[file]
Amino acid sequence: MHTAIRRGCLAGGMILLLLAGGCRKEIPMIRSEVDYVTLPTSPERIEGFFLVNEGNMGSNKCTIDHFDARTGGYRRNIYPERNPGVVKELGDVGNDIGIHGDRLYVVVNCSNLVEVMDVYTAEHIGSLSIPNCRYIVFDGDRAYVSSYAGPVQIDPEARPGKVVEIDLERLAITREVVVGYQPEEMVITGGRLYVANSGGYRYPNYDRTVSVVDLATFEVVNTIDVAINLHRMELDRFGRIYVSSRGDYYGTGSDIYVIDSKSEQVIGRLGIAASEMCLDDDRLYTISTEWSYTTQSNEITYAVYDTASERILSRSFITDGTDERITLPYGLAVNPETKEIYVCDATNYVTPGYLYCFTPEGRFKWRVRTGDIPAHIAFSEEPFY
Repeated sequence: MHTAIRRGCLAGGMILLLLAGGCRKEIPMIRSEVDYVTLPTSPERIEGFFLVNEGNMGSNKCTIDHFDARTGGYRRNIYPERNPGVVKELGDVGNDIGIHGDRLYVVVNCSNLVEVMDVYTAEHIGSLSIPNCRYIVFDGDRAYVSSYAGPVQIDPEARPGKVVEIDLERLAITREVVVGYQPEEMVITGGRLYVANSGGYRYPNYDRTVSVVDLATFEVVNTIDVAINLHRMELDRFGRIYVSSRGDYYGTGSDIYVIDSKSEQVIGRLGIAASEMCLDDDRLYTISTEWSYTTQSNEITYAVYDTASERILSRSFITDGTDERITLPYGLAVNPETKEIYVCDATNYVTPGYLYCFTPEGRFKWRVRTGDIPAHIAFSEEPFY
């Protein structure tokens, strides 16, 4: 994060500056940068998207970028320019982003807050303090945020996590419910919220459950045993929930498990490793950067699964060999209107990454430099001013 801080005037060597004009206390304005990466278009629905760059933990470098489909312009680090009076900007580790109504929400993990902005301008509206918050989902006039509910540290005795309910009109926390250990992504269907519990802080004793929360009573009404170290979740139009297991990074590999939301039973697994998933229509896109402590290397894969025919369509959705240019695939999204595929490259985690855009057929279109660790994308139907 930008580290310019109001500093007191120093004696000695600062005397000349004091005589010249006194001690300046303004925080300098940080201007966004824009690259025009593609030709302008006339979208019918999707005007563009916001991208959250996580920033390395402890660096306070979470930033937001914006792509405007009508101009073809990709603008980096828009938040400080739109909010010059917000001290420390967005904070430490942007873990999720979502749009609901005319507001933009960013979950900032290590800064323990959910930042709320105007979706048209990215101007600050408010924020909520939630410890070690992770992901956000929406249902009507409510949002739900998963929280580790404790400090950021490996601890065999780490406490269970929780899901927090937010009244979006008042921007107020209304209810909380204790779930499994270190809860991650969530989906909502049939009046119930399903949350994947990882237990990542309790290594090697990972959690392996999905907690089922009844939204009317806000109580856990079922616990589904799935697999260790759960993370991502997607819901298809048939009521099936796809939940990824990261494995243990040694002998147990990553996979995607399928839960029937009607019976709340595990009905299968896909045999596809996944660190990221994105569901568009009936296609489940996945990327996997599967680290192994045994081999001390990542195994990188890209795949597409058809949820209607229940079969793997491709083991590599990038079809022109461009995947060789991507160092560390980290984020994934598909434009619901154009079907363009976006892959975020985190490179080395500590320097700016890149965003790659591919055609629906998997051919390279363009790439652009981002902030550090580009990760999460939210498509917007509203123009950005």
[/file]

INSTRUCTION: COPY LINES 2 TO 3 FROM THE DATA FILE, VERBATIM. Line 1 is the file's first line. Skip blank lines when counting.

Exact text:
Repeated sequence: MHTAIRRGCLAGGMILLLLAGGCRKEIPMIRSEVDYVTLPTSPERIEGFFLVNEGNMGSNKCTIDHFDARTGGYRRNIYPERNPGVVKELGDVGNDIGIHGDRLYVVVNCSNLVEVMDVYTAEHIGSLSIPNCRYIVFDGDRAYVSSYAGPVQIDPEARPGKVVEIDLERLAITREVVVGYQPEEMVITGGRLYVANSGGYRYPNYDRTVSVVDLATFEVVNTIDVAINLHRMELDRFGRIYVSSRGDYYGTGSDIYVIDSKSEQVIGRLGIAASEMCLDDDRLYTISTEWSYTTQSNEITYAVYDTASERILSRSFITDGTDERITLPYGLAVNPETKEIYVCDATNYVTPGYLYCFTPEGRFKWRVRTGDIPAHIAFSEEPFY
């Protein structure tokens, strides 16, 4: 994060500056940068998207970028320019982003807050303090945020996590419910919220459950045993929930498990490793950067699964060999209107990454430099001013 801080005037060597004009206390304005990466278009629905760059933990470098489909312009680090009076900007580790109504929400993990902005301008509206918050989902006039509910540290005795309910009109926390250990992504269907519990802080004793929360009573009404170290979740139009297991990074590999939301039973697994998933229509896109402590290397894969025919369509959705240019695939999204595929490259985690855009057929279109660790994308139907 930008580290310019109001500093007191120093004696000695600062005397000349004091005589010249006194001690300046303004925080300098940080201007966004824009690259025009593609030709302008006339979208019918999707005007563009916001991208959250996580920033390395402890660096306070979470930033937001914006792509405007009508101009073809990709603008980096828009938040400080739109909010010059917000001290420390967005904070430490942007873990999720979502749009609901005319507001933009960013979950900032290590800064323990959910930042709320105007979706048209990215101007600050408010924020909520939630410890070690992770992901956000929406249902009507409510949002739900998963929280580790404790400090950021490996601890065999780490406490269970929780899901927090937010009244979006008042921007107020209304209810909380204790779930499994270190809860991650969530989906909502049939009046119930399903949350994947990882237990990542309790290594090697990972959690392996999905907690089922009844939204009317806000109580856990079922616990589904799935697999260790759960993370991502997607819901298809048939009521099936796809939940990824990261494995243990040694002998147990990553996979995607399928839960029937009607019976709340595990009905299968896909045999596809996944660190990221994105569901568009009936296609489940996945990327996997599967680290192994045994081999001390990542195994990188890209795949597409058809949820209607229940079969793997491709083991590599990038079809022109461009995947060789991507160092560390980290984020994934598909434009619901154009079907363009976006892959975020985190490179080395500590320097700016890149965003790659591919055609629906998997051919390279363009790439652009981002902030550090580009990760999460939210498509917007509203123009950005």